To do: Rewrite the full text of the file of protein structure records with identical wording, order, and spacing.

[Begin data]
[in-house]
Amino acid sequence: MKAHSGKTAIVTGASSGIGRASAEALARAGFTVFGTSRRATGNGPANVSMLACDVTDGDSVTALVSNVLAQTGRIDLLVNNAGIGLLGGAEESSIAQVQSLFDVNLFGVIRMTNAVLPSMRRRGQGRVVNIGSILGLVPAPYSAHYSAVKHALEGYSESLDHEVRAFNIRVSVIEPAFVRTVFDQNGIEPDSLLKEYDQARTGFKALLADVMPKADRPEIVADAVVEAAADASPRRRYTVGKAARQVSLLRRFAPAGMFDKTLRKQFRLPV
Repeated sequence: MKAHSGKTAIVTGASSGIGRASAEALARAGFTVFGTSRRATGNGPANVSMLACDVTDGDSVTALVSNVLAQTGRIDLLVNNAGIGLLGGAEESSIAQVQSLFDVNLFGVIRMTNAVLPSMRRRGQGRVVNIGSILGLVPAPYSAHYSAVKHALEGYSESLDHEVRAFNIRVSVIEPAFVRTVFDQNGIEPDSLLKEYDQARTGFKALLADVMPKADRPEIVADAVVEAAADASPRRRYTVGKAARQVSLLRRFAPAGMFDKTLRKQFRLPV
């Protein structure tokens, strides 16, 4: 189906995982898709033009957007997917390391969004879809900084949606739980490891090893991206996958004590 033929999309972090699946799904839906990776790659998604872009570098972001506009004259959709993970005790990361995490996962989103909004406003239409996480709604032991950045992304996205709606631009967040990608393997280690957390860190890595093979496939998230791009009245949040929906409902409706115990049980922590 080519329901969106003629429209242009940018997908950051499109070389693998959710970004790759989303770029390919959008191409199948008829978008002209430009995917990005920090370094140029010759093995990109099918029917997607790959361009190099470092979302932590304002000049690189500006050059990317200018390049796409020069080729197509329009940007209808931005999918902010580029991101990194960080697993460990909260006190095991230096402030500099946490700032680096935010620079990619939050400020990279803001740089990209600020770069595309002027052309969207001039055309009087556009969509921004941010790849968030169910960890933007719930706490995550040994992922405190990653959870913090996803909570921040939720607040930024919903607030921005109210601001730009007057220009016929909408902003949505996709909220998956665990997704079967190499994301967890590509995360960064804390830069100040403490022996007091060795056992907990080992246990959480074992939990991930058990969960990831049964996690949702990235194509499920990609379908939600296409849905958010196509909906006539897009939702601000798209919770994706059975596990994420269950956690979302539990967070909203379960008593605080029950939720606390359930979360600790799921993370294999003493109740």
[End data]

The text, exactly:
[in-house]
Amino acid sequence: MKAHSGKTAIVTGASSGIGRASAEALARAGFTVFGTSRRATGNGPANVSMLACDVTDGDSVTALVSNVLAQTGRIDLLVNNAGIGLLGGAEESSIAQVQSLFDVNLFGVIRMTNAVLPSMRRRGQGRVVNIGSILGLVPAPYSAHYSAVKHALEGYSESLDHEVRAFNIRVSVIEPAFVRTVFDQNGIEPDSLLKEYDQARTGFKALLADVMPKADRPEIVADAVVEAAADASPRRRYTVGKAARQVSLLRRFAPAGMFDKTLRKQFRLPV
Repeated sequence: MKAHSGKTAIVTGASSGIGRASAEALARAGFTVFGTSRRATGNGPANVSMLACDVTDGDSVTALVSNVLAQTGRIDLLVNNAGIGLLGGAEESSIAQVQSLFDVNLFGVIRMTNAVLPSMRRRGQGRVVNIGSILGLVPAPYSAHYSAVKHALEGYSESLDHEVRAFNIRVSVIEPAFVRTVFDQNGIEPDSLLKEYDQARTGFKALLADVMPKADRPEIVADAVVEAAADASPRRRYTVGKAARQVSLLRRFAPAGMFDKTLRKQFRLPV
């Protein structure tokens, strides 16, 4: 189906995982898709033009957007997917390391969004879809900084949606739980490891090893991206996958004590 033929999309972090699946799904839906990776790659998604872009570098972001506009004259959709993970005790990361995490996962989103909004406003239409996480709604032991950045992304996205709606631009967040990608393997280690957390860190890595093979496939998230791009009245949040929906409902409706115990049980922590 080519329901969106003629429209242009940018997908950051499109070389693998959710970004790759989303770029390919959008191409199948008829978008002209430009995917990005920090370094140029010759093995990109099918029917997607790959361009190099470092979302932590304002000049690189500006050059990317200018390049796409020069080729197509329009940007209808931005999918902010580029991101990194960080697993460990909260006190095991230096402030500099946490700032680096935010620079990619939050400020990279803001740089990209600020770069595309002027052309969207001039055309009087556009969509921004941010790849968030169910960890933007719930706490995550040994992922405190990653959870913090996803909570921040939720607040930024919903607030921005109210601001730009007057220009016929909408902003949505996709909220998956665990997704079967190499994301967890590509995360960064804390830069100040403490022996007091060795056992907990080992246990959480074992939990991930058990969960990831049964996690949702990235194509499920990609379908939600296409849905958010196509909906006539897009939702601000798209919770994706059975596990994420269950956690979302539990967070909203379960008593605080029950939720606390359930979360600790799921993370294999003493109740």